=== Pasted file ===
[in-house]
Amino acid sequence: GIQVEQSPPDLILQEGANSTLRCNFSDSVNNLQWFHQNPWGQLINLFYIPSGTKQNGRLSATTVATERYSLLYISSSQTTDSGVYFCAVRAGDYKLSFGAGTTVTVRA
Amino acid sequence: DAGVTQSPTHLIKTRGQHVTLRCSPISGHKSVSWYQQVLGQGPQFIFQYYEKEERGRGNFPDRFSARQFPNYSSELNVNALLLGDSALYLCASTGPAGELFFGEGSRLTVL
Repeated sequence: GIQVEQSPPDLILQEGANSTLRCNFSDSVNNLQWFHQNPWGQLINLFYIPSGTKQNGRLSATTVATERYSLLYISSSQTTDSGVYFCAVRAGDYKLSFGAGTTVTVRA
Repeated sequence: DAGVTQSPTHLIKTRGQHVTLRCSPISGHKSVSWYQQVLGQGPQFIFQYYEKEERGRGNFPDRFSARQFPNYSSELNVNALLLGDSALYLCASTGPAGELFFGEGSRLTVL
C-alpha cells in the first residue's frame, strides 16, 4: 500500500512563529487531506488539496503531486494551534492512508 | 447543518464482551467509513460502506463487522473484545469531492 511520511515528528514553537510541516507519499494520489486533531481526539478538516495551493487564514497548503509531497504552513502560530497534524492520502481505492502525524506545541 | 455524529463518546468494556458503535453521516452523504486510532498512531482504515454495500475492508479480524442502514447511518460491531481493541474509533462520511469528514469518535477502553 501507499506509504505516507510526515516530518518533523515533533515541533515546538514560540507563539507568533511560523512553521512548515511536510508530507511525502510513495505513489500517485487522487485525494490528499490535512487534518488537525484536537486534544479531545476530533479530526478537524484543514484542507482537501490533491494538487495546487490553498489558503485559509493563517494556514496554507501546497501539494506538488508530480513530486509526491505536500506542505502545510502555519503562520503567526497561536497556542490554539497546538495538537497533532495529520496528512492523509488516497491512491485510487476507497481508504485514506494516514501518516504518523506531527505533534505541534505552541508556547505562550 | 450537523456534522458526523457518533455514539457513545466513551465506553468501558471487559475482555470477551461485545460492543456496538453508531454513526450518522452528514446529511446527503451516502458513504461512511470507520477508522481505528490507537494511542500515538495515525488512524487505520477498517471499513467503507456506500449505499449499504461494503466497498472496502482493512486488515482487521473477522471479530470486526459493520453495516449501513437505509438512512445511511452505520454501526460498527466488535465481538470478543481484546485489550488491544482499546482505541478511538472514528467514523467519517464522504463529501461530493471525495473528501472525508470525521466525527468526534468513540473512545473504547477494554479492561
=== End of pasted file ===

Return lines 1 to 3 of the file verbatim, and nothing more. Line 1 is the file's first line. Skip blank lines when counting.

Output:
[in-house]
Amino acid sequence: GIQVEQSPPDLILQEGANSTLRCNFSDSVNNLQWFHQNPWGQLINLFYIPSGTKQNGRLSATTVATERYSLLYISSSQTTDSGVYFCAVRAGDYKLSFGAGTTVTVRA
Amino acid sequence: DAGVTQSPTHLIKTRGQHVTLRCSPISGHKSVSWYQQVLGQGPQFIFQYYEKEERGRGNFPDRFSARQFPNYSSELNVNALLLGDSALYLCASTGPAGELFFGEGSRLTVL